Rarely is the word science associated with art, but in the case of Gilberto Esparza the two can easily be used interchangeably. At this year’s TED Active conference in Palm Springs, CA, Gilberto debuted his project Auto-Photosynthetic Plants and created a symphony using an orchestra that has never been given a voice. In short, he found a way to allow microscopic bacteria to sing.
To the passerby, Esparza’s Auto-Photosynthetic Plants was a maze of static tubes and microscopes. Within the clear tubes, a world of energy was being created. Here’s how it works: Esparza used the tubes to connect the energy created from several microbial fuel cells populated with polluted waters from Mexico. The tubes directed the energy flowing between the cells onto a micro-energy harvester. He allowed the energy to collect in the harvester, and when it had reached a certain point, the energy was fired into an oscillator. This device then created a sonic interpretation of the energy and a sound was emitted, giving the tiny microbes a voice.
Esparza was also able to place microbial fuel cells under a microscope, and then project the microscope’s image onto a screen. His installation read the image and translated that microscopic image into sound variations. According to Esparza, his work was an “installation that talks,” and that conversation was about pollution.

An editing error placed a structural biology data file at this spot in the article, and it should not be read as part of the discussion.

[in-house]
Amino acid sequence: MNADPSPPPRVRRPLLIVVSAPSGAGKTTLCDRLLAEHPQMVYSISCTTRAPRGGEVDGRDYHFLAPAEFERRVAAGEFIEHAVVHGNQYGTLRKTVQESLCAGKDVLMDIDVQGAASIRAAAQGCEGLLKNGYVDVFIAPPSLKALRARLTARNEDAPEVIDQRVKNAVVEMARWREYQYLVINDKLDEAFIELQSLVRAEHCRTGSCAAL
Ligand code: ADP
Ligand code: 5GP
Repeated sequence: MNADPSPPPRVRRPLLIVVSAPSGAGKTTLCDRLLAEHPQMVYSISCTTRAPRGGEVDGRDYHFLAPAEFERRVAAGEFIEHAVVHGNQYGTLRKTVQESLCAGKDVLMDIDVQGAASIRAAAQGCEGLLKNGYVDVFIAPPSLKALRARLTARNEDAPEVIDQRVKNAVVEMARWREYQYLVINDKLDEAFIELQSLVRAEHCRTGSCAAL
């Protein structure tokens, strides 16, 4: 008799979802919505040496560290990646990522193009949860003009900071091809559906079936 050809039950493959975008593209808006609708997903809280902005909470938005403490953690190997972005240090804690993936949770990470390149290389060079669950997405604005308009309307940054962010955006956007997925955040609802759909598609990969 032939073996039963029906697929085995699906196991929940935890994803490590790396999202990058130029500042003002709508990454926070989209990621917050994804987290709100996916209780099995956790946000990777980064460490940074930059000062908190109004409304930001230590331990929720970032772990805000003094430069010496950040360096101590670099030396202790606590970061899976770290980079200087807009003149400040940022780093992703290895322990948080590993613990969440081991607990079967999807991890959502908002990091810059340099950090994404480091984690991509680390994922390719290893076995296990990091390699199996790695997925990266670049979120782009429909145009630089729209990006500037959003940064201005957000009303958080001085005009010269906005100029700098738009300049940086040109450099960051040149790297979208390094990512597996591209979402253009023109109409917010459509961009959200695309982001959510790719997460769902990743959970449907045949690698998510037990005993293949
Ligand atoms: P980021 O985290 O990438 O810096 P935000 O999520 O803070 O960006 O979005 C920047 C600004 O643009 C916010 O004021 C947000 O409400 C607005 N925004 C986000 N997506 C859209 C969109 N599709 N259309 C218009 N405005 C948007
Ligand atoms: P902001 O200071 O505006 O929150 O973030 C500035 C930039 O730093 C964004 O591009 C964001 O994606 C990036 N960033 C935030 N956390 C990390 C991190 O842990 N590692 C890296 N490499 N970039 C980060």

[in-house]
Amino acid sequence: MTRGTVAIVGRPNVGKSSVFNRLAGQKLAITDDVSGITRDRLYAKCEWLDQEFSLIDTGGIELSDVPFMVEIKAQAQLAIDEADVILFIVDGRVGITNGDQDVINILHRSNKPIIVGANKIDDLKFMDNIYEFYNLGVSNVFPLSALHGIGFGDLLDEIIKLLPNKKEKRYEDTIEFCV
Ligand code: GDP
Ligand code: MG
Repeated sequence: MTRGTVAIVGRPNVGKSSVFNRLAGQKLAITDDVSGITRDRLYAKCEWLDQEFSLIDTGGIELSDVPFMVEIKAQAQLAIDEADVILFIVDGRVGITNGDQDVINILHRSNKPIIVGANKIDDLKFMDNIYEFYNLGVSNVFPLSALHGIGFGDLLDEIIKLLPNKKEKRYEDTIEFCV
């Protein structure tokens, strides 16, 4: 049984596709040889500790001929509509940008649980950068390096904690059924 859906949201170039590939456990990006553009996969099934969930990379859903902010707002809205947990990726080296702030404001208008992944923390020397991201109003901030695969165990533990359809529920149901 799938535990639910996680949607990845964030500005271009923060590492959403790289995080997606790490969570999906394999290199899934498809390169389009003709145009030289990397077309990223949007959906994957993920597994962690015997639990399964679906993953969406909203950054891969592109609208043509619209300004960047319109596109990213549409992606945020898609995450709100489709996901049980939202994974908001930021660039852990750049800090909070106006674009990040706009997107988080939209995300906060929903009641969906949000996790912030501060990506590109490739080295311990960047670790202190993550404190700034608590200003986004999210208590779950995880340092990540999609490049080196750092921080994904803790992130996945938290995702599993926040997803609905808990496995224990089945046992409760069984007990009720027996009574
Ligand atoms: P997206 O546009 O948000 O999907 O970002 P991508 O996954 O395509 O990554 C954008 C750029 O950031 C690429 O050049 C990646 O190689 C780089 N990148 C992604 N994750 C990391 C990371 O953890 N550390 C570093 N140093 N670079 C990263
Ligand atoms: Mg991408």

As a young boy, Esparza was fascinated by science fiction. He strives for his work to tell a fascinating story like the stories that inspired him as a child, yet creates that story from truth rather than fantasy. In his latest work, Esparza is leveraging the power of pollution to fuel animal-like robots that carry plants to their food source, clean the food source, and perpetuate the energy that supplies the robotic movement. His projects are a blend of passionate artistry and the fine-tuned research of a dedicated scientist – perhaps the two go hand in hand.
Esparza was chosen by Lincoln Motor Company to create a work for the Lincoln Reimagine Project™. He will develop a new piece derived from his Platas Nomadas [link?] project, which will highlight research about rivers that have become urban drainage networks. He plans to create energy extraction from the pollution in the rivers to promote life in urban spaces where it does not grow naturally any more.
Esparza will collect water samples in different points of a city in order to construct modules made with microbial fuel cells. Each module will generate energy in the form of light to grow living plants in urban spaces without solar light. At the same time, all this energetic activity will be translated into sounds, because even cells have to express themselves.
Esparza continues to write the story of the effects of technology on social relations and economic phenomena as well as their impact on the environment and the urban structure. It’s a fascinating tale of science, and not fictitious in the slightest.
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